Risotto with Radicchio, Ubriaco Cheese and Chestnuts – classic regional ingredients from Treviso province in Italy.
By Kathy Bechtel
As I develop recipes for cooking classes, both here and those I hold in Italy on our culinary bike tours, I include dishes that incorporate the wonderful products of the Veneto region, reflect the traditional cuisine of the area, and are ones that our guests would be able to prepare in their own kitchens when they return home. I’ve done many classes introducing risottos, and students always enjoy them, and there are so many options to make this dish different every time.
Radicchio is one of the foremost products of the Veneto – there are 4 different varieties that are officially recognized with the IGP (Indicazione Geografica Protetta) or DOP (Denominazione Origine Protetta) designations. Both designations protect these products from lower quality competitors using the same names by dictating the region, production methods, varieties and other details of the production process. You will find the familiar Chioggia radicchio, which is the type most common here in the US, ball-shaped, and resembling a small purple cabbage. The beautiful walled city of Treviso is radicchio ‘central’ of the Veneto region, with two Radicchio Rosso di Treviso, the Precoce variety and the Tardivo, both more elongated that the Chioggia. I love this slightly bitter vegetable, and can find locally grown Chioggia radicchio in New England, so a radicchio risotto is a perfect dish to include in my classes.
Often risottos are made with a bit of wine being the first addition of liquid; prosecco is what I’ve chosen to include, the renowned sparkling wine from the Treviso area. Finishing the risotto with a cheese is traditional, my choice in this recipe is a Ubriaco Prosecco, another product from the Veneto. This cooked cow’s milk cheese is washed with the pomace, or grape must, leftover from the wine production process; a very tasting and tangy cheese that will stand up well to the radicchio. My local cheese shop carries the Ubriaco Prosecco on a regular basis, but a grana padano, or other tangy aged hard cheese would make a good substitute.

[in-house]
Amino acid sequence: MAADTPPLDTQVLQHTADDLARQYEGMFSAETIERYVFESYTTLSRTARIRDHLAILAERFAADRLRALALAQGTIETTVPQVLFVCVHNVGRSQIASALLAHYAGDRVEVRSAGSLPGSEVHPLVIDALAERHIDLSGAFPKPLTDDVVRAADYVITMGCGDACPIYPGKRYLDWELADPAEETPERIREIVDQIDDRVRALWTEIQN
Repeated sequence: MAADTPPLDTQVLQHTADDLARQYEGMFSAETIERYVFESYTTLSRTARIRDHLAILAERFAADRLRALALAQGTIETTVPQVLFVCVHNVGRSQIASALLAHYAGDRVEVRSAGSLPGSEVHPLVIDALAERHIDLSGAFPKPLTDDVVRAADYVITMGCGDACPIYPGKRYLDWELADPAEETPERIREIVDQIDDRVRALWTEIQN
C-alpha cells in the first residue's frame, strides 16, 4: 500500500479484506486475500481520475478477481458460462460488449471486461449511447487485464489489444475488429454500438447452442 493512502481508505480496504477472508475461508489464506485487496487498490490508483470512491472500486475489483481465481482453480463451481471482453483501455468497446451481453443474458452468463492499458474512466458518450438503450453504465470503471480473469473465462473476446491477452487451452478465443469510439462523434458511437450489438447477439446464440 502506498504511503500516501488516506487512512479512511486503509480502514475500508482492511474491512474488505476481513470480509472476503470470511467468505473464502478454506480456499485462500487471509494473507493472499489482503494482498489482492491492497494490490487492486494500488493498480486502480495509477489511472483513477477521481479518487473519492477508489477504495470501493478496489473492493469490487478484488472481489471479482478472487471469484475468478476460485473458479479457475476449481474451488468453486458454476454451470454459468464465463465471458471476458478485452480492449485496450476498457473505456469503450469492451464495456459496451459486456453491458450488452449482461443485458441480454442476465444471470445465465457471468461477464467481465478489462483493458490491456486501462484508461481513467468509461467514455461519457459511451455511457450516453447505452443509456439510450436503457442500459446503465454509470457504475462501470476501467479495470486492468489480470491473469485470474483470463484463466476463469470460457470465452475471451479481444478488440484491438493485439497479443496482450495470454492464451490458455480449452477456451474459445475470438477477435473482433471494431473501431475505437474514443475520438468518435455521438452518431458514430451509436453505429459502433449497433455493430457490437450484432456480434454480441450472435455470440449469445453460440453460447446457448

Most chefs are familiar with the use of two strains of rice for risotto, Arborio and Carnaroli. Carnaroli rice is grown in the Grumolo area of the Veneto today, just east of Vicenza . But the area is perhaps best known for its unique regional strain, Vialone Nano. Developed in 1937 by crossing the Vialone strain with the Nano, it is considered by many to be the premier risotto rice produced in Italy. It is the only European rice with its own IGP quality designation.
One other Veneto product I’ve included here is marroni, or chestnuts. In September, these are found at every market, freshly roasted and ready for snacking. In the forests of northern and western Veneto as well as north in Trentino and east in Friuli, chestnuts have been a traditional food since ancient times, used as is, or as chestnut flour. It is even used as pig fodder, and required feed for some of the IGP and DOP prosciuttos. In the US, I will substitute walnuts when I can’t find good chestnuts.
- About 6½ cups (1.5 l)vegetable stock
- 2 tablespoons (30 ml) extra virgin olive oil
- 1 tablespoon (25g) butter
- 1 onion, chopped into ¼ inch dice
- 1 stalk celery, chopped into ¼ inch dice
- 1 clove garlic, minced
- 1 head radicchio, cored and cut into thin strips (chiffonade)
- 2 cups (0.5kg) risotto rice, preferably Vialone Nano, Carnaroli, or Arborio
- ½ cup (0.125l) prosecco or white wine
- ¾ cup (135 g) grated Ubriaco cheese
- Kosher salt and freshly ground pepper
- ½ cup (80g) toasted chestnuts
- 8 basil leaves, cut into thin strips (chiffonade)
- Bring the stock to a boil in a large pot.
- Heat the olive oil and butter in a large saute pan over medium heat. Add the onion and celery, and cook until soft and translucent, about 5-7 minutes. Add the garlic and radicchio; cook for 1 minute.
- Add the rice. Stir for about 1 minute. Add the prosecco, and simmer until it has evaporated. Stir in a ladleful of the stock. Cook, adding the stock a ladleful at a time, and allowing it to be absorbed by the rice before adding more. Cook until the rice is just tender to the bite, or ‘al dente’. You may not use all of the stock.
- Stir in the cheese, and season with salt and pepper. Divide between 4 serving plates, garnish with walnuts and basil and serve.